Seismic data has increased our knowledge of large-scale sediment movements and rheologists have now clarified the cohesive, plastic and fluid nature of aqueous slurries and of fine-grained particle systems generally. Colloid and surface chemists have defined the interactions between charged particles, ions, and solvent in these systems. During diagenesis, the formation of rocks by consolidation of sediments, it is a simple fact that all chemical reactions that occur in interparticle spaces or within the pores of semi-consolidated sediments must take place in the immediate vicinity of a surface. The presence of charged surfaces is the essential difference between what actually happens in nature and hydrothermal solution theories that are based on normal chemical reactions established for bulk solution such as those in open test tubes or in laboratory reaction vessels.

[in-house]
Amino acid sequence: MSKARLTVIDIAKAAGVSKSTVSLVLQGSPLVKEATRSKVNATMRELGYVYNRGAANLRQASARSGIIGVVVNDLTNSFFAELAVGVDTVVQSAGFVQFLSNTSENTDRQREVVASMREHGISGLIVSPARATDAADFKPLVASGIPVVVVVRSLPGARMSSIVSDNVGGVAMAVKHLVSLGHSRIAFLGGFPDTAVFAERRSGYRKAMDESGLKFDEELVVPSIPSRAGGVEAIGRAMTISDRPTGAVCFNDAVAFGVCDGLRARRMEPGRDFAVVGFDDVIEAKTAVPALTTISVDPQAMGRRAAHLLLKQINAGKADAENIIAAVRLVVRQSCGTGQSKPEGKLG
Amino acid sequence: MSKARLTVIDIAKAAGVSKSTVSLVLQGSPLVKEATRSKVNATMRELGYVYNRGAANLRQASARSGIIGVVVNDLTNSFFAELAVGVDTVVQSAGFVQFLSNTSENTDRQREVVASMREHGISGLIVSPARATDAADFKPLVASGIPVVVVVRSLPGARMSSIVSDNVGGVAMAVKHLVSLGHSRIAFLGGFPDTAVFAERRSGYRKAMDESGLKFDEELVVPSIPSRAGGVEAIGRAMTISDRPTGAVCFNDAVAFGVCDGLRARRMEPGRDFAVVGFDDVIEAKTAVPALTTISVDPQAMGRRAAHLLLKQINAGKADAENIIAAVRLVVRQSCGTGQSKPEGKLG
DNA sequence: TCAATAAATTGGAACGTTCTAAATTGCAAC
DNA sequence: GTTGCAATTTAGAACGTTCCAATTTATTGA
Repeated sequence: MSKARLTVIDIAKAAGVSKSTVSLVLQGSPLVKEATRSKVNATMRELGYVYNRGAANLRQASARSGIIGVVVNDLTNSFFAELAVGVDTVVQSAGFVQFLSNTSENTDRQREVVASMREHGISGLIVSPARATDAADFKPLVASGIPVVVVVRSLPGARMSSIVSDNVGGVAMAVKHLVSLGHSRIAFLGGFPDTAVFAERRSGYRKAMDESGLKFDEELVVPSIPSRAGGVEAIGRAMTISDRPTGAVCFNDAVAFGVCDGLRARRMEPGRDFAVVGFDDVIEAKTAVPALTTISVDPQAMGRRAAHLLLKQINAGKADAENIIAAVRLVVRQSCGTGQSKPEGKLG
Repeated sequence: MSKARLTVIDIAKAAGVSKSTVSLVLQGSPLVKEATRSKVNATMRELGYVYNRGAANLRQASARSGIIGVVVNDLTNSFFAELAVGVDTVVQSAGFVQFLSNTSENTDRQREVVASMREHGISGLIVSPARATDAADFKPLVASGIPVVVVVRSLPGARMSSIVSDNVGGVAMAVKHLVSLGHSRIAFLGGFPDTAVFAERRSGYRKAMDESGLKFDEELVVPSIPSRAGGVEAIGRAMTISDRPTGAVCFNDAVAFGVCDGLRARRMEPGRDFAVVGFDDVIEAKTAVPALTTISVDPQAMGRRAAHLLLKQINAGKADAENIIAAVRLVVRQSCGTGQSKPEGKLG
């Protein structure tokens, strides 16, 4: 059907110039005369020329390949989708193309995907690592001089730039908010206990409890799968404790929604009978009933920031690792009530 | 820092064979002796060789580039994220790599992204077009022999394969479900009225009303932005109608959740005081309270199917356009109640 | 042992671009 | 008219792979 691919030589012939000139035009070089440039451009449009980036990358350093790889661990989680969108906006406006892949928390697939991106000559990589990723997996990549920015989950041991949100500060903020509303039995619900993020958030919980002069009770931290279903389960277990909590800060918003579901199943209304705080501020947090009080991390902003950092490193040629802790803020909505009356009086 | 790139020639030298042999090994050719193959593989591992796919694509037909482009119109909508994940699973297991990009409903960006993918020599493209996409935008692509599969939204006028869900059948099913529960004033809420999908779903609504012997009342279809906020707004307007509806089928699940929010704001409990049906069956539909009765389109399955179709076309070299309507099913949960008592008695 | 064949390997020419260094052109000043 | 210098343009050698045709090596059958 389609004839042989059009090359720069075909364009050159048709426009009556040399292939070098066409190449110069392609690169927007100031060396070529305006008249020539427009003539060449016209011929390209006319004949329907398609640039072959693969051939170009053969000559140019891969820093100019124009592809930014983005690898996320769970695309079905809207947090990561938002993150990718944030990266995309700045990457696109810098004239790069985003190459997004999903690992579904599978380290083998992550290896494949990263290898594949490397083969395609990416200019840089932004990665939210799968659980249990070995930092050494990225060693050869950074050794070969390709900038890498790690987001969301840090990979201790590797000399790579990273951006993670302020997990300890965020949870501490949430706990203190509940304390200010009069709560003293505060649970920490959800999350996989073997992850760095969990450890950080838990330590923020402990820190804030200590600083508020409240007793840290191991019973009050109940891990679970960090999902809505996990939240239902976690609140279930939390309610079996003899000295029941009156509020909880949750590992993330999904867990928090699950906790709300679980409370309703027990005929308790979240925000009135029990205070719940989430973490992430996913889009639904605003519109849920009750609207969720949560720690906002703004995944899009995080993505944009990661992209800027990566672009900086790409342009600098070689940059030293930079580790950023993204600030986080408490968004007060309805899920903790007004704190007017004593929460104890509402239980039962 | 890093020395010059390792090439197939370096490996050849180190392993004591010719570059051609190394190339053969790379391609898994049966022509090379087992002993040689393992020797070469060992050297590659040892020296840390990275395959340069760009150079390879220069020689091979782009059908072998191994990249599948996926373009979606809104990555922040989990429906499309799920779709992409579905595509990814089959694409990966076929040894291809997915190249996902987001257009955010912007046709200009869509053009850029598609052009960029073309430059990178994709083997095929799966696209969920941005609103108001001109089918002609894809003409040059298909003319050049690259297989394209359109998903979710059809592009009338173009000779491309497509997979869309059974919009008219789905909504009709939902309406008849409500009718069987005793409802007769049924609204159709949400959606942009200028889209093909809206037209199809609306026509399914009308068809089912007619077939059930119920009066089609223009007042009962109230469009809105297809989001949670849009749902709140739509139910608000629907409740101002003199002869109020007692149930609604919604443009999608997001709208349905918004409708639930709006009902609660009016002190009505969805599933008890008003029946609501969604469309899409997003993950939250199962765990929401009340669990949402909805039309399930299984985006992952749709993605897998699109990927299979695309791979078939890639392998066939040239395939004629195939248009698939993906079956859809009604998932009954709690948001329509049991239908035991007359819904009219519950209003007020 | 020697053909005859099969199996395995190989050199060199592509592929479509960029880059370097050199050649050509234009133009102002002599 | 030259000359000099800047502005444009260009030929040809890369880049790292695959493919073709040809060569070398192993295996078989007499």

A wider theoretical basis is now available for interpreting geological phenomena. It has been found that this additional basis in colloid chemistry and rheology can now be applied to achieve more effective exploration and development of mineral resources. This remarkable result has been achieved by filling the technological gap in the theoretical base of the earth sciences.